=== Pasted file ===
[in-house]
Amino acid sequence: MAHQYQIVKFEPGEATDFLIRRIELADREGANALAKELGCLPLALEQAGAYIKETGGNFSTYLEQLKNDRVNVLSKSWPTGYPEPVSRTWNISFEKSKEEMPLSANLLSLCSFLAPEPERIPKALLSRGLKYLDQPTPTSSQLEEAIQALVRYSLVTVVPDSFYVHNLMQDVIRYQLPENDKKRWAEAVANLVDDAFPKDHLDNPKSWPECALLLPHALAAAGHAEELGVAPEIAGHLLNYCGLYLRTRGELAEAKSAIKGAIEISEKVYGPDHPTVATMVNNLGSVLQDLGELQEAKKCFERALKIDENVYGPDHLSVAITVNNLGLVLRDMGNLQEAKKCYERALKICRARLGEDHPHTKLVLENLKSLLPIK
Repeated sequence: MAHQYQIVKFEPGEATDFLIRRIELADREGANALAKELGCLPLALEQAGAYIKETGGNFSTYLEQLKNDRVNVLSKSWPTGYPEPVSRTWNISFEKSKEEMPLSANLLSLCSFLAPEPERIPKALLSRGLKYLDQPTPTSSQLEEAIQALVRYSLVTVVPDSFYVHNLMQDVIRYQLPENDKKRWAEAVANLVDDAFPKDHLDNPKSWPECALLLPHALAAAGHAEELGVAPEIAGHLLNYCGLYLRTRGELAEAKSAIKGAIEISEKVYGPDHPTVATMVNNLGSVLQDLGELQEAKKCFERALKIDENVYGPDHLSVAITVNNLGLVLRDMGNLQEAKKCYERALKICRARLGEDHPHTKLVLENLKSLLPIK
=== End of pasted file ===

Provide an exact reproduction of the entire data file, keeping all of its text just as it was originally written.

[in-house]
Amino acid sequence: MAHQYQIVKFEPGEATDFLIRRIELADREGANALAKELGCLPLALEQAGAYIKETGGNFSTYLEQLKNDRVNVLSKSWPTGYPEPVSRTWNISFEKSKEEMPLSANLLSLCSFLAPEPERIPKALLSRGLKYLDQPTPTSSQLEEAIQALVRYSLVTVVPDSFYVHNLMQDVIRYQLPENDKKRWAEAVANLVDDAFPKDHLDNPKSWPECALLLPHALAAAGHAEELGVAPEIAGHLLNYCGLYLRTRGELAEAKSAIKGAIEISEKVYGPDHPTVATMVNNLGSVLQDLGELQEAKKCFERALKIDENVYGPDHLSVAITVNNLGLVLRDMGNLQEAKKCYERALKICRARLGEDHPHTKLVLENLKSLLPIK
Repeated sequence: MAHQYQIVKFEPGEATDFLIRRIELADREGANALAKELGCLPLALEQAGAYIKETGGNFSTYLEQLKNDRVNVLSKSWPTGYPEPVSRTWNISFEKSKEEMPLSANLLSLCSFLAPEPERIPKALLSRGLKYLDQPTPTSSQLEEAIQALVRYSLVTVVPDSFYVHNLMQDVIRYQLPENDKKRWAEAVANLVDDAFPKDHLDNPKSWPECALLLPHALAAAGHAEELGVAPEIAGHLLNYCGLYLRTRGELAEAKSAIKGAIEISEKVYGPDHPTVATMVNNLGSVLQDLGELQEAKKCFERALKIDENVYGPDHLSVAITVNNLGLVLRDMGNLQEAKKCYERALKICRARLGEDHPHTKLVLENLKSLLPIK